What can drugs tell us about how neurons operate?

  1. What can drugs tell us about how neurons operate?

Students should outline how drugs target receptors on the surface of neurons and serve as agonists or antagonists to the natural neurochemicals, including details of how some block reuptake of a neurochemical, while others mimic the actions of an endogenous equivalent of the drug (e.g. cannabis). They should explain how drugs alter the activity of neurons and the effect this has on cognition, mood and behaviour, giving relevant examples. Crucially they should explain how this helps us to understand the natural role of neurotransmitters in governing these functions, citing appropriate work.

Drugs have a significant affect on neurotransmitters. There are two types of molecules that play a role in neurons, which are agonist and antagonist molecules.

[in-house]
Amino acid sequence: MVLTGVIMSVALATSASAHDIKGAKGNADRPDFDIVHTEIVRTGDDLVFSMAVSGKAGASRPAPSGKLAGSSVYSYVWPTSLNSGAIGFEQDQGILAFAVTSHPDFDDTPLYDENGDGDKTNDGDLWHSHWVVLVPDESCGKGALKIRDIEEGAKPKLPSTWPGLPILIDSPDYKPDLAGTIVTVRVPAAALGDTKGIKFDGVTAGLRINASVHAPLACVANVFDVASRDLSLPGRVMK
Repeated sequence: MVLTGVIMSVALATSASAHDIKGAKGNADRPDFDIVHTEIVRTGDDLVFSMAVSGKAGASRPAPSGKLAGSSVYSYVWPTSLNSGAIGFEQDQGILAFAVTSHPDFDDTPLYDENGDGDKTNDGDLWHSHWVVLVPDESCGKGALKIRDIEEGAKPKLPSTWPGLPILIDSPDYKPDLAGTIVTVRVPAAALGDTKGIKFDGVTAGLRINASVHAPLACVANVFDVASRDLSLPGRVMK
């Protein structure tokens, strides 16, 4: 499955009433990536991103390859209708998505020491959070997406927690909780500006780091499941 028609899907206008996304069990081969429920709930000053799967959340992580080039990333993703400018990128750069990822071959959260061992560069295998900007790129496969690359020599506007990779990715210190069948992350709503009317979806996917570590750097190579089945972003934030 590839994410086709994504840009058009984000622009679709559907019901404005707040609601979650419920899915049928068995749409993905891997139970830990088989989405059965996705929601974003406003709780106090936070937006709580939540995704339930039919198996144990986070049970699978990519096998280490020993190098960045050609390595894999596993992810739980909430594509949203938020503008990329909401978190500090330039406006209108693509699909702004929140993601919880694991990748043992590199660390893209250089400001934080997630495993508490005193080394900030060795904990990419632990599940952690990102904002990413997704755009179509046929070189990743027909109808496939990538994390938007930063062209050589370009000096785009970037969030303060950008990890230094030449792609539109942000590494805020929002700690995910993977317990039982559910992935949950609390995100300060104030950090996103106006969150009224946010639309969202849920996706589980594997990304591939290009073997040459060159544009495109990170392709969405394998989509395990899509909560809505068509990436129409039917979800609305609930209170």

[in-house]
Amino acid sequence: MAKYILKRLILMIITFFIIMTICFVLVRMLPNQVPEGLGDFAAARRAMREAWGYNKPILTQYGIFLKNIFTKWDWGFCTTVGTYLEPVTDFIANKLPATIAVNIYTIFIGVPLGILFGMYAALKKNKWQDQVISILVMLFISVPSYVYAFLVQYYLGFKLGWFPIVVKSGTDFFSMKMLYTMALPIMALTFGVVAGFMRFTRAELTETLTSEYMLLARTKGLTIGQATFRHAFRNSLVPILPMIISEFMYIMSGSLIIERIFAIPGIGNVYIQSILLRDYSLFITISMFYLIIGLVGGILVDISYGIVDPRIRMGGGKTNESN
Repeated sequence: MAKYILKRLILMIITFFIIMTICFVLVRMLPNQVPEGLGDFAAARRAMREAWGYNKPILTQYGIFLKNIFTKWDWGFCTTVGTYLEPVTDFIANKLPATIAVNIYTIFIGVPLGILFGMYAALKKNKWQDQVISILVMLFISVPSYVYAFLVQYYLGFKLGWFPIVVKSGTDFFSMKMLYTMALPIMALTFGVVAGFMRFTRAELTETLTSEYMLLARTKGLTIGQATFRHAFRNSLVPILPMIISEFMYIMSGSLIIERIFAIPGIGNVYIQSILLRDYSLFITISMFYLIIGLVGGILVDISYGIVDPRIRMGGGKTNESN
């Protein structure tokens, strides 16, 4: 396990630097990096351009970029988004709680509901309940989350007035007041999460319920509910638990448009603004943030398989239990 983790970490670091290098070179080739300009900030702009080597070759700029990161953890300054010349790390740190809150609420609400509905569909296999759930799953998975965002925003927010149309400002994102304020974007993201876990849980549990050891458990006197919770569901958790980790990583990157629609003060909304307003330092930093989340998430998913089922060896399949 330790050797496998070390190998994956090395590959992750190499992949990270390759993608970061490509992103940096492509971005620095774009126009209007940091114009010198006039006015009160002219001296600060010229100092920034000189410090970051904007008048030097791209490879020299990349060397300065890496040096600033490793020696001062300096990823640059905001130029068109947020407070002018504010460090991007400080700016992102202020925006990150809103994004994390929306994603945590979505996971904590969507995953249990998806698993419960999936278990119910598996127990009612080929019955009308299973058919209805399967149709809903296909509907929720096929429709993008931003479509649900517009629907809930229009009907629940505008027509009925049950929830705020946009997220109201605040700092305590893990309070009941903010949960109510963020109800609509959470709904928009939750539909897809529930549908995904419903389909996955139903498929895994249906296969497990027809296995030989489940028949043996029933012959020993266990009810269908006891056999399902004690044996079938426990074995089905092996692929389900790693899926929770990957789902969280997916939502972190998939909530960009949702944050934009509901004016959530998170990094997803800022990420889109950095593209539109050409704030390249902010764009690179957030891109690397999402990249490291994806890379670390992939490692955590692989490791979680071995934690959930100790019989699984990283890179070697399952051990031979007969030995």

Agonist molecules are similar in nature to a neurotransmitter and bind to the receptor of the neurotransmitter and mimic its effects on the body.

For instance, our body produces a marijuana-like substance, which is called anandamide and contains cannabinoid receptors. Anandamide is the substance marijuana mimics when it enters the neuron.

When marijuana is taken by an individual, the individual usually feels blissful and experiences feelings of hunger. This is because it mimics anandamide, which
has an effect on a person to make them feel blissful due to the CB1 receptor mediating the reward effects as well as contribute to appetite and feelings of pleasure.

Both dopamine and serotonin are present in the process of reward, making a person feel more emotionally elevated. Therefore, marijuana is believed to act by increasing mesolimbic dopamine and changing serotonin transmission in the neuron.

Another type of molecule is called an antagonist molecule, which blocks the neuron receptor by binding to it. An antagonist molecule, which is as found in cocaine, blocks the neuron from the ability to reuptake dopamine, which in turn puts the user into an euphoric mood until the dopamine is naturally broken down in the synaptic gap by neurotransmitters and cocaine dissolves to allow neurons to work properly again